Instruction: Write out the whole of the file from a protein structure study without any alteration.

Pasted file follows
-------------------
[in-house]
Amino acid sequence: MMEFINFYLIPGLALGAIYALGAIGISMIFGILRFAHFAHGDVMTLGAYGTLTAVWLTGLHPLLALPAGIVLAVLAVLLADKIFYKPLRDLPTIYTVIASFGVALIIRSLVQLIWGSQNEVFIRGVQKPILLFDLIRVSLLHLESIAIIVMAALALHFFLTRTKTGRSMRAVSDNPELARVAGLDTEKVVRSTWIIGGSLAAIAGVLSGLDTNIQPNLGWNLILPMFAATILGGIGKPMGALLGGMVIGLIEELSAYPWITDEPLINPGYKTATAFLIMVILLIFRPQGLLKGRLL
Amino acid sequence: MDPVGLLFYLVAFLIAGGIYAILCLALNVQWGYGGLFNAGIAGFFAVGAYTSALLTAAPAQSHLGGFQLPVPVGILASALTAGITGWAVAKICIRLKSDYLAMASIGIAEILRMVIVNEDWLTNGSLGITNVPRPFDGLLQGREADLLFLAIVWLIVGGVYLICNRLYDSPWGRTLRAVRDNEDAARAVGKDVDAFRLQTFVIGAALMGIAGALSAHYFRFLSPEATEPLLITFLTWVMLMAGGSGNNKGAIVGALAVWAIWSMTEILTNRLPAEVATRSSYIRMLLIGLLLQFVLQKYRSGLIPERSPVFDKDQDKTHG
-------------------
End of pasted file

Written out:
[in-house]
Amino acid sequence: MMEFINFYLIPGLALGAIYALGAIGISMIFGILRFAHFAHGDVMTLGAYGTLTAVWLTGLHPLLALPAGIVLAVLAVLLADKIFYKPLRDLPTIYTVIASFGVALIIRSLVQLIWGSQNEVFIRGVQKPILLFDLIRVSLLHLESIAIIVMAALALHFFLTRTKTGRSMRAVSDNPELARVAGLDTEKVVRSTWIIGGSLAAIAGVLSGLDTNIQPNLGWNLILPMFAATILGGIGKPMGALLGGMVIGLIEELSAYPWITDEPLINPGYKTATAFLIMVILLIFRPQGLLKGRLL
Amino acid sequence: MDPVGLLFYLVAFLIAGGIYAILCLALNVQWGYGGLFNAGIAGFFAVGAYTSALLTAAPAQSHLGGFQLPVPVGILASALTAGITGWAVAKICIRLKSDYLAMASIGIAEILRMVIVNEDWLTNGSLGITNVPRPFDGLLQGREADLLFLAIVWLIVGGVYLICNRLYDSPWGRTLRAVRDNEDAARAVGKDVDAFRLQTFVIGAALMGIAGALSAHYFRFLSPEATEPLLITFLTWVMLMAGGSGNNKGAIVGALAVWAIWSMTEILTNRLPAEVATRSSYIRMLLIGLLLQFVLQKYRSGLIPERSPVFDKDQDKTHG